The European Union approved a fresh round of sanctions against Damascus on Monday, as Syria rejected an Arab League call for President Bashar al-Assad to step down in favour of a unity government, dpa reported.
A Syrian official, quoted by the state-run SANA news agency, described the new Arab League plan as a "conspiracy against Syria." The League had advised al-Assad to hand power to a deputy.
"Syria rejects the decisions of the Arab League ministerial council ... and considers them a violation of its national sovereignty and a flagrant interference in its internal affairs," the official said.
On Sunday, Arab League foreign ministers proposed calming the unrest that has gripped the country since March by having al-Assad step down, extending participation in an interim administration to the opposition and extending the mandate of an observer mission.
The League's proposal was welcomed by European Union foreign ministers meeting in Brussels, who approved new sanctions on 22 people and eight institutions.
The US also praised the Arab League's move, calling it "really quite remarkable."
"The Arab League has now joined the United States, the European Union, other countries around the world, in saying that it is now time for Assad to step aside and allow a peaceful political transition to go forward," State Department spokeswoman Victoria Nuland said.
"They made a concrete proposal, in line with the leadership that they have been showing on the Syria issue for many weeks now, about how this could happen."
"Regrettably, Assad rejected it, almost before the ink was dry. And, you know, this just speaks again to the fact that he's thinking about himself and his cronies, not about his people," Nuland added.
The individuals and companies will not be identified until the sanctions are published in the EU's official journal. "The Arab League plan ... seems a reasonable one, but unfortunately it has been rejected by the Syrian regime and that's regrettable," Italian Foreign Minister Giulio Terzi di Sant'Agata told reporters in Brussels.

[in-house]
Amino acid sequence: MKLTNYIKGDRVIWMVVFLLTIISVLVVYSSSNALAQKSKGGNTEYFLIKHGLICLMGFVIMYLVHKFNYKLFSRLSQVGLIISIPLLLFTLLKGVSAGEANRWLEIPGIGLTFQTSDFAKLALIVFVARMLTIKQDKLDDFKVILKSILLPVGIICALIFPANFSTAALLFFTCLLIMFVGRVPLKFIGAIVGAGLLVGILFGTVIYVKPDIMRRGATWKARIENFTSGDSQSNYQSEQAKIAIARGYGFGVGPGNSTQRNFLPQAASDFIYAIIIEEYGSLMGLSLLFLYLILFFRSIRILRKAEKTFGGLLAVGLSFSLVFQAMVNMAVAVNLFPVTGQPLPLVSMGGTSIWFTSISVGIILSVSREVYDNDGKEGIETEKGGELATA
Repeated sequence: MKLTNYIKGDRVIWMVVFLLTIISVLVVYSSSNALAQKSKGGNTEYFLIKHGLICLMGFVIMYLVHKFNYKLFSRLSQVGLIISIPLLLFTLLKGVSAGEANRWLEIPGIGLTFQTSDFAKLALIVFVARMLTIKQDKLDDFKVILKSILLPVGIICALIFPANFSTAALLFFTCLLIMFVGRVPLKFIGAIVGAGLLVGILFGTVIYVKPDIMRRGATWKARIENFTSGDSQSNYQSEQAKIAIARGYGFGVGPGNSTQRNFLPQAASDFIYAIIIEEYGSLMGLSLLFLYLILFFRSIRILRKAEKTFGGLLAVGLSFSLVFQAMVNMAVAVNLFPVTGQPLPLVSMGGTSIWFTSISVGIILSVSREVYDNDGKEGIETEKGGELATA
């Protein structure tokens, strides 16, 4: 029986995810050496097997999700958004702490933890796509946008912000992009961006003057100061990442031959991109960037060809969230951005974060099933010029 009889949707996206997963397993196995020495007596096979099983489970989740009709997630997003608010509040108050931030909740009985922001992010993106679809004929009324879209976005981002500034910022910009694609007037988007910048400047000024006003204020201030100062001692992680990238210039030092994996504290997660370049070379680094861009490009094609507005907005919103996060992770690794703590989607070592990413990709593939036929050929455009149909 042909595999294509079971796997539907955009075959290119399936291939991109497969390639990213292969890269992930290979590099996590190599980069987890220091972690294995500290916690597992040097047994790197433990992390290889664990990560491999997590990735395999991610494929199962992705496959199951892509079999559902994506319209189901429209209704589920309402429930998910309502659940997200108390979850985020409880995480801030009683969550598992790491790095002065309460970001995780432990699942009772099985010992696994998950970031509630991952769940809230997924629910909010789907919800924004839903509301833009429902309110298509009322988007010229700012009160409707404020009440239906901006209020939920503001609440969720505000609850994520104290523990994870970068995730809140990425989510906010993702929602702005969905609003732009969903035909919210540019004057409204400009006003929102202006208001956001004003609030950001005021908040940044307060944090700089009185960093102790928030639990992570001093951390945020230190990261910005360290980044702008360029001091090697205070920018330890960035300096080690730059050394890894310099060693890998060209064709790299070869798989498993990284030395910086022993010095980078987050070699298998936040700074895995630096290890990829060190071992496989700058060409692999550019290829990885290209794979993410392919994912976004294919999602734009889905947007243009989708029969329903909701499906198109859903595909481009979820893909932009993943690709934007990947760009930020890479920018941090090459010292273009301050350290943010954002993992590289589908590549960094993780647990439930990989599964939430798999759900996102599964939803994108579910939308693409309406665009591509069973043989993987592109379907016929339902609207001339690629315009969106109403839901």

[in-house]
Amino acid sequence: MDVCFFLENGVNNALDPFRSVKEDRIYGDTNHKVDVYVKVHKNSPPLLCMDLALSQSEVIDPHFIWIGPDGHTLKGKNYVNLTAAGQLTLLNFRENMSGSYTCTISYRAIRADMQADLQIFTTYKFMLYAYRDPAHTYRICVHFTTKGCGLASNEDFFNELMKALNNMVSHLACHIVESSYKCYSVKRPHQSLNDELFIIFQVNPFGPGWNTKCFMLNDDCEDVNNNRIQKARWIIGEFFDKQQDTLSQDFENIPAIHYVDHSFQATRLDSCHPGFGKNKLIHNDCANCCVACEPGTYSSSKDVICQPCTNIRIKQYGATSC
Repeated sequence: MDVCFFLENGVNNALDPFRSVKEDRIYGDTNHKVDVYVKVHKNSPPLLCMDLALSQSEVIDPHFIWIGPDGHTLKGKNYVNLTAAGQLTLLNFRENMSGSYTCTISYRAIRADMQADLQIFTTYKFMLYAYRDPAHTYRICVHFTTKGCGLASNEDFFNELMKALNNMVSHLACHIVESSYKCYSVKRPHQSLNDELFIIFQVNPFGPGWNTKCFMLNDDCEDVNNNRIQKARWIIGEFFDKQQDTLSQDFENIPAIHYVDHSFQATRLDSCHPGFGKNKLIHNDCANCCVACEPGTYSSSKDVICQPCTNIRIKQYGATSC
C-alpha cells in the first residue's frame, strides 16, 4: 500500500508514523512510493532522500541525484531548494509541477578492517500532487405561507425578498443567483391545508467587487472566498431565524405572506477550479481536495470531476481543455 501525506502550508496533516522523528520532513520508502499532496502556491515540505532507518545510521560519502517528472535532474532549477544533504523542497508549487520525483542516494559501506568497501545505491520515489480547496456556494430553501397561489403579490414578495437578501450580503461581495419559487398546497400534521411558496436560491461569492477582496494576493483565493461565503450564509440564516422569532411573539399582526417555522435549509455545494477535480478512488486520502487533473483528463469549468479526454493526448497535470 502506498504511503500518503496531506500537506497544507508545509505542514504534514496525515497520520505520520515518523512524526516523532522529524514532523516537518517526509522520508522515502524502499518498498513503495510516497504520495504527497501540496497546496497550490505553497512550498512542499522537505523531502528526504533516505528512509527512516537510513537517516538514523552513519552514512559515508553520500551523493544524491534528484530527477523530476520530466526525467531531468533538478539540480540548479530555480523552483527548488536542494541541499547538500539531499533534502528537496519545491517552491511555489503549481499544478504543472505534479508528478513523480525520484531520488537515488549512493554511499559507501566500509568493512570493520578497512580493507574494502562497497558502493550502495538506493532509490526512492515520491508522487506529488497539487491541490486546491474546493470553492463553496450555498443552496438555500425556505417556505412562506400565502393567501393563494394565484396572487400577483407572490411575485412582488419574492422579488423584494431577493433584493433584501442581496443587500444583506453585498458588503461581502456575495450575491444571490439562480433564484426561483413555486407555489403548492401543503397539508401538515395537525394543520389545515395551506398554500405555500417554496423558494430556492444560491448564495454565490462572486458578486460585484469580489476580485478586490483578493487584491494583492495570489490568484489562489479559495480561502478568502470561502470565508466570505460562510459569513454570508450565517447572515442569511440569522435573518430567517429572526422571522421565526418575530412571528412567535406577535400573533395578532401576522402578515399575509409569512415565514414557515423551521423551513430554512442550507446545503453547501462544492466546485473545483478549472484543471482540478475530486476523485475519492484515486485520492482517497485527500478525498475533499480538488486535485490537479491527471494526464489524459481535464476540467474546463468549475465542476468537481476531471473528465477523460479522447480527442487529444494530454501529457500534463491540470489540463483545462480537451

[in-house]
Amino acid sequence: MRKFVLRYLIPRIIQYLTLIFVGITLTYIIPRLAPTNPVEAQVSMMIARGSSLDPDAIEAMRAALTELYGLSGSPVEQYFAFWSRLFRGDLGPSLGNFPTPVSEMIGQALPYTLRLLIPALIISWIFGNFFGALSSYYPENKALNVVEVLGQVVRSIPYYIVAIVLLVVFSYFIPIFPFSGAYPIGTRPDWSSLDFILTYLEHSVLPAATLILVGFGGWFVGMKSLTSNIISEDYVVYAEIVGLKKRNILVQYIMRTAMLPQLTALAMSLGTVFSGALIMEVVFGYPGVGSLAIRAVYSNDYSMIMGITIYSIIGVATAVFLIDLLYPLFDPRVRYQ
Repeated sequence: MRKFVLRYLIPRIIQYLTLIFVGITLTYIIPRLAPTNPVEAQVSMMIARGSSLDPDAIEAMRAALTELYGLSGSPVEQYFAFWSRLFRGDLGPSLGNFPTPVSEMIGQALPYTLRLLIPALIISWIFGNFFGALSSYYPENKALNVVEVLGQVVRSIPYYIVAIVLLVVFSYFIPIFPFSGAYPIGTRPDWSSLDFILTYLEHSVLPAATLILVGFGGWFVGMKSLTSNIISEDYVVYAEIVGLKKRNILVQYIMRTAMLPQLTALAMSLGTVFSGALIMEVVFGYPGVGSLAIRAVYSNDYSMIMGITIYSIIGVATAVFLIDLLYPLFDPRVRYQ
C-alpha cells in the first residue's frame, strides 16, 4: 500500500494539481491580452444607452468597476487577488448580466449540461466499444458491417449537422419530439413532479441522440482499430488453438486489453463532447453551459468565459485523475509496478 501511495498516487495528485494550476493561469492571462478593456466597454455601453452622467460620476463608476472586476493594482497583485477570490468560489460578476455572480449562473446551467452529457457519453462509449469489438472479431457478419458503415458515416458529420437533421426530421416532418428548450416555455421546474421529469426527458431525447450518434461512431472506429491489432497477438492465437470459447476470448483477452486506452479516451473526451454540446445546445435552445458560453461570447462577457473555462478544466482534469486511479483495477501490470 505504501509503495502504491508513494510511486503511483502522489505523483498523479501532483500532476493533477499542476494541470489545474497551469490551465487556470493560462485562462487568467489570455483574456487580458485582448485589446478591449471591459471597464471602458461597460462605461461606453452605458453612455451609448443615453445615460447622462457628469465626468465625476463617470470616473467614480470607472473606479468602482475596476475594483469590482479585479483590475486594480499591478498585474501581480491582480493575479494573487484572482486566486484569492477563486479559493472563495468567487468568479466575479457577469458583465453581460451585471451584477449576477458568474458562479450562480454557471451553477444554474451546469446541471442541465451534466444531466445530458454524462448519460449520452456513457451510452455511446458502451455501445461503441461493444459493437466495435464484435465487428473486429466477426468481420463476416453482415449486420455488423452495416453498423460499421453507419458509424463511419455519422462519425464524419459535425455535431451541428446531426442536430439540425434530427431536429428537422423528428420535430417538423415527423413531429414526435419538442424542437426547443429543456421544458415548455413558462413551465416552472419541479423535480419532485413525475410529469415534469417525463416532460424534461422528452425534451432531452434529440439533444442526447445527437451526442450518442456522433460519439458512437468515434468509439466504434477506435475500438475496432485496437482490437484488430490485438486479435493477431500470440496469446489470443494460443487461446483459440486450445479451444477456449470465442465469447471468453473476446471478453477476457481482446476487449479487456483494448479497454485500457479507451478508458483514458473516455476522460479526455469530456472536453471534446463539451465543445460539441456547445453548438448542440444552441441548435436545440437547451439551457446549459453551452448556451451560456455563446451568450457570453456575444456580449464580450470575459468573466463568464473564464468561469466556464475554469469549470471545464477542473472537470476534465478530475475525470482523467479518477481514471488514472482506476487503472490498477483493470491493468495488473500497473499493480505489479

German Foreign Minister Guido Westerwelle said: "I hope that this latest decision in the Arab League will convince some partners in the Security Council in New York ... that it is necessary to act."
It was not officially announced whether Syria had agreed to extend the Arab mission for an extra month, but a source close to the Syrian regime told dpa that "Damascus is keen to extend the mission."
In Cairo, the head of the monitoring mission, Sudanese General Mohammed al-Dabi, defended his widely-criticized mission and said that violence had decreased since the deployment of the observers, on December 26.
Al-Dabi added that "the mission was designed not to bring an immediate end to violence but to investigate and observe the situation on the ground."
He went on to say that his team had been able to persuade Damascus to remove tanks from neighbourhoods and to reduce the number of military and security teams deployed near demonstrations.
The opposition lashed out at the mission and described al-Dabi's comments "as lies and baseless."
"How can he say such a thing, when each day between 50 and 100 people are getting killed by this brutal regime," opposition figure Sheikh Anas Airout told dpa by phone from Turkey.
"This general is only sitting with the leaders of the regime and did not see what is going on the ground," Airout said.
Earlier Monday, opposition activists described the Arab League plan to transfer power in the country, as "unattainable" and said it gave al-Assad's government more time to kill more people.
Violence in the country continued, with activists reporting that more than 11 people had died in violence across Syria on Monday.
Five people were killed and 13 wounded when government forces and defectors clashed in the central province of Homs, according to the Syrian Observatory for Human Rights.
Six people were shot by security forces in an area near the neighbourhood of Baba Amr in Homs, they added.
SANA reported that "terrorists' gunfire" had killed seven people in cities across the country.
Syria has repeatedly blamed the unrest on "armed terrorist gangs" allegedly financed by Arab and western countries.